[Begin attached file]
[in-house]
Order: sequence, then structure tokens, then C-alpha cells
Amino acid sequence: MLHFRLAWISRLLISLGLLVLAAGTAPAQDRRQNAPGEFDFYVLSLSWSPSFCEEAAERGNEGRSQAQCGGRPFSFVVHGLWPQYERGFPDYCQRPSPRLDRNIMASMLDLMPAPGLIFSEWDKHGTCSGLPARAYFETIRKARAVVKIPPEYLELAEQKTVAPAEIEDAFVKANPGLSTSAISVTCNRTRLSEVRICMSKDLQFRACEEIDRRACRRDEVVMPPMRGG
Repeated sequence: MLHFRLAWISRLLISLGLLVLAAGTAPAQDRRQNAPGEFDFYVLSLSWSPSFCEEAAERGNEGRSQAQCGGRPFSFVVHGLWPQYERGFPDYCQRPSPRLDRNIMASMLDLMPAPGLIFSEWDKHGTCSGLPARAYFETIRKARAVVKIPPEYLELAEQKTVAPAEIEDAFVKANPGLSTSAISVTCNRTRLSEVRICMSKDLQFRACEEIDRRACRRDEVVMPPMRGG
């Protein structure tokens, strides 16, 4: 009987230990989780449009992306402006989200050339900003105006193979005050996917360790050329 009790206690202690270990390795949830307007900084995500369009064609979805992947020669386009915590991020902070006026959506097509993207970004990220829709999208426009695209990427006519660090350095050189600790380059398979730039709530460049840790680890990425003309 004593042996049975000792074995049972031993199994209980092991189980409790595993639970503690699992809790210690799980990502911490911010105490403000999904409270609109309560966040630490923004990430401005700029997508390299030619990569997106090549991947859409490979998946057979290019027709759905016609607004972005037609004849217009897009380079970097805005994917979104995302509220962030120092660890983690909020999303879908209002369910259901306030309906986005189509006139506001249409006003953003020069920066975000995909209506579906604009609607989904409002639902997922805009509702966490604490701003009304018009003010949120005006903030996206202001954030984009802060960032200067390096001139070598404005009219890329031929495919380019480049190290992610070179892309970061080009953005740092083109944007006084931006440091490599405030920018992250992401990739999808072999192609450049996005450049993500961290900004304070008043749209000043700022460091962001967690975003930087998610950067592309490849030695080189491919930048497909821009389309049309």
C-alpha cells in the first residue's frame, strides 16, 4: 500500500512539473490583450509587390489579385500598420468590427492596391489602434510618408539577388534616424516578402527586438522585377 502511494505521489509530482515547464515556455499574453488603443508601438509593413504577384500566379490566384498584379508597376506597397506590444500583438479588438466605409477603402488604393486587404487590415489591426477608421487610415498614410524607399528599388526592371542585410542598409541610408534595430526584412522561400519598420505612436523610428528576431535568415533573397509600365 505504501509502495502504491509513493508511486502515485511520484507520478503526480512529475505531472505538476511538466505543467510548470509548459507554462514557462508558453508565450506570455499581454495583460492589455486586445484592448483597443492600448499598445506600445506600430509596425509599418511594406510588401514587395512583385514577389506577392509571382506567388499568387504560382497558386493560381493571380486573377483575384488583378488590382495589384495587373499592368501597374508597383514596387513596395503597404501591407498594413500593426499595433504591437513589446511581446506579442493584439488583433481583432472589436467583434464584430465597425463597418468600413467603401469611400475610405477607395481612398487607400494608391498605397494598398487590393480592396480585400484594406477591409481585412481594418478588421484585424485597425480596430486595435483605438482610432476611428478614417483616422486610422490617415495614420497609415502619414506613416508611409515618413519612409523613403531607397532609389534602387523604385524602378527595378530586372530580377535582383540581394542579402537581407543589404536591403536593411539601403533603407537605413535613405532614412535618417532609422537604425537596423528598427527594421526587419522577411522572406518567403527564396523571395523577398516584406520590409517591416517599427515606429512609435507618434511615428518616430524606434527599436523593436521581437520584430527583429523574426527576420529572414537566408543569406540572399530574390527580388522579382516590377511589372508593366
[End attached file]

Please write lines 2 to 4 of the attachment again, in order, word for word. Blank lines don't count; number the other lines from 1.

Order: sequence, then structure tokens, then C-alpha cells
Amino acid sequence: MLHFRLAWISRLLISLGLLVLAAGTAPAQDRRQNAPGEFDFYVLSLSWSPSFCEEAAERGNEGRSQAQCGGRPFSFVVHGLWPQYERGFPDYCQRPSPRLDRNIMASMLDLMPAPGLIFSEWDKHGTCSGLPARAYFETIRKARAVVKIPPEYLELAEQKTVAPAEIEDAFVKANPGLSTSAISVTCNRTRLSEVRICMSKDLQFRACEEIDRRACRRDEVVMPPMRGG
Repeated sequence: MLHFRLAWISRLLISLGLLVLAAGTAPAQDRRQNAPGEFDFYVLSLSWSPSFCEEAAERGNEGRSQAQCGGRPFSFVVHGLWPQYERGFPDYCQRPSPRLDRNIMASMLDLMPAPGLIFSEWDKHGTCSGLPARAYFETIRKARAVVKIPPEYLELAEQKTVAPAEIEDAFVKANPGLSTSAISVTCNRTRLSEVRICMSKDLQFRACEEIDRRACRRDEVVMPPMRGG